Pair beat odds to compete at worlds

21:27, Jun 17 2014
Danielle Currie and Lucy Johnson
DOUBLE DELIGHT: Canterbury kayakers Lucy Johnson, left, and Danielle Currie, training on the Avon River, are off to Hungary next month for the under-23 world championships.

Canterbury kayak sprinter Danielle Currie has overcome the odds to gain selection in the New Zealand squad for the under-23 world championships in Hungary next month.

She is joined in the under-23 team by fellow Cantabrian Lucy Johnson and Auckland-based athletes Kayla Imrie and Kim Thompson.

Currie's original squad of eight women dwindled to two in Canterbury after the 2011 earthquake - just her and Johnson. "Training is demanding and, for many, it was too hard, too dark and too cold to continue," she said.

Currie's coach Leigh Barker had played a huge part in helping her stay focused after the earthquake.

"Leigh gave up many hours of his own time to coach us in the cold and dark and kept us going when it got tough."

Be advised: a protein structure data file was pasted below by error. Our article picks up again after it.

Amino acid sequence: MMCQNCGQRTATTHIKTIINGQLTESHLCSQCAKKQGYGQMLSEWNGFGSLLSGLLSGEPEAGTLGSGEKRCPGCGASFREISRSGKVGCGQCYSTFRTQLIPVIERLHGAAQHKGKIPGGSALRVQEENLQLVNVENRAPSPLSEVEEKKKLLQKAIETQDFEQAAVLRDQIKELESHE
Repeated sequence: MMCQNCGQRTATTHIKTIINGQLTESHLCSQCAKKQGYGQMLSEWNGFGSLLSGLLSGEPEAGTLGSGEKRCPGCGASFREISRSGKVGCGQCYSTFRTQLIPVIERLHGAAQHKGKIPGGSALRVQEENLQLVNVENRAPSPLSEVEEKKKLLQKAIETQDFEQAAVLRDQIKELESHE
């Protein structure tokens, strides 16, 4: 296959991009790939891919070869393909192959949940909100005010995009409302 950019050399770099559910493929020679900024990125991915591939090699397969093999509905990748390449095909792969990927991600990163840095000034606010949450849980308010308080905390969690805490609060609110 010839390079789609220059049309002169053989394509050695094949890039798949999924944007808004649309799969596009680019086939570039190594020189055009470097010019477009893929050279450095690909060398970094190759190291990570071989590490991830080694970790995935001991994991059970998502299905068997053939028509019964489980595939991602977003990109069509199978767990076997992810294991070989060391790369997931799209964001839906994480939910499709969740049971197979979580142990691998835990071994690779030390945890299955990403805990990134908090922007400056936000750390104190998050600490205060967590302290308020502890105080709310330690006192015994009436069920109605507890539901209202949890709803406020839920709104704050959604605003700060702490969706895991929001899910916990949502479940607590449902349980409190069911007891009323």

She trains daily for several hours in a mostly male squad on the Avon River in Christchurch, braving the dark, and sometimes freezing temperatures.


"We just put on more layers and go out into it."

Currie and Johnson are the only two women in the squad, which Danielle says fires their competitive spirit.

"We try to drag-race the boys. In a K2, Lucy and I are almost the same speed as Para canoer Scott Martlew and, if we beat him, we tell him he's too slow."

Currie has set her sights on the 2020 Olympics. She is keen to follow in the footsteps of Olympic gold medallist Lisa Carrington, who will compete at the open world championships in Moscow, Russia, later this year:

"So far, I have followed a similar path to Lisa and now she's the world champion, which is amazing."

Currie's coaching and on-water support is provided by Canoe Racing New Zealand, while some off-water support comes from High Performance Sport New Zealand, and she was awarded a Prime Minister's Athlete Scholarship this year. High Performance Sport NZ also provides Danielle with free access sports-health services including physio and doctors' appointments.

This is Currie's third year competing at a world championships and she is aiming high.

"Our team wants to be in the top nine under-23 K4 women in the world."

New Zealand's team leaves on Sunday for Czech Republic, where it will train and acclimatise for a month before competing at the championships in nearby Hungary over July 17-21.

The Press